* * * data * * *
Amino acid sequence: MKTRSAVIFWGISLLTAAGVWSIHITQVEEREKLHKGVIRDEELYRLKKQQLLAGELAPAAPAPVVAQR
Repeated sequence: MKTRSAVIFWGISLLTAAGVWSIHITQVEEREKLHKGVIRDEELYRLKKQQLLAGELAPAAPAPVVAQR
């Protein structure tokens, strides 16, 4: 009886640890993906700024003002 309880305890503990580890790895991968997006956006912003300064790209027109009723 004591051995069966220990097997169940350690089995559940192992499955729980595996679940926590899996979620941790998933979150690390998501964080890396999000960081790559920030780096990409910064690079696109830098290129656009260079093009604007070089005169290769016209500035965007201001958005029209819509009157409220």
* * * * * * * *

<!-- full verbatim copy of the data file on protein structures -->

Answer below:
Amino acid sequence: MKTRSAVIFWGISLLTAAGVWSIHITQVEEREKLHKGVIRDEELYRLKKQQLLAGELAPAAPAPVVAQR
Repeated sequence: MKTRSAVIFWGISLLTAAGVWSIHITQVEEREKLHKGVIRDEELYRLKKQQLLAGELAPAAPAPVVAQR
């Protein structure tokens, strides 16, 4: 009886640890993906700024003002 309880305890503990580890790895991968997006956006912003300064790209027109009723 004591051995069966220990097997169940350690089995559940192992499955729980595996679940926590899996979620941790998933979150690390998501964080890396999000960081790559920030780096990409910064690079696109830098290129656009260079093009604007070089005169290769016209500035965007201001958005029209819509009157409220």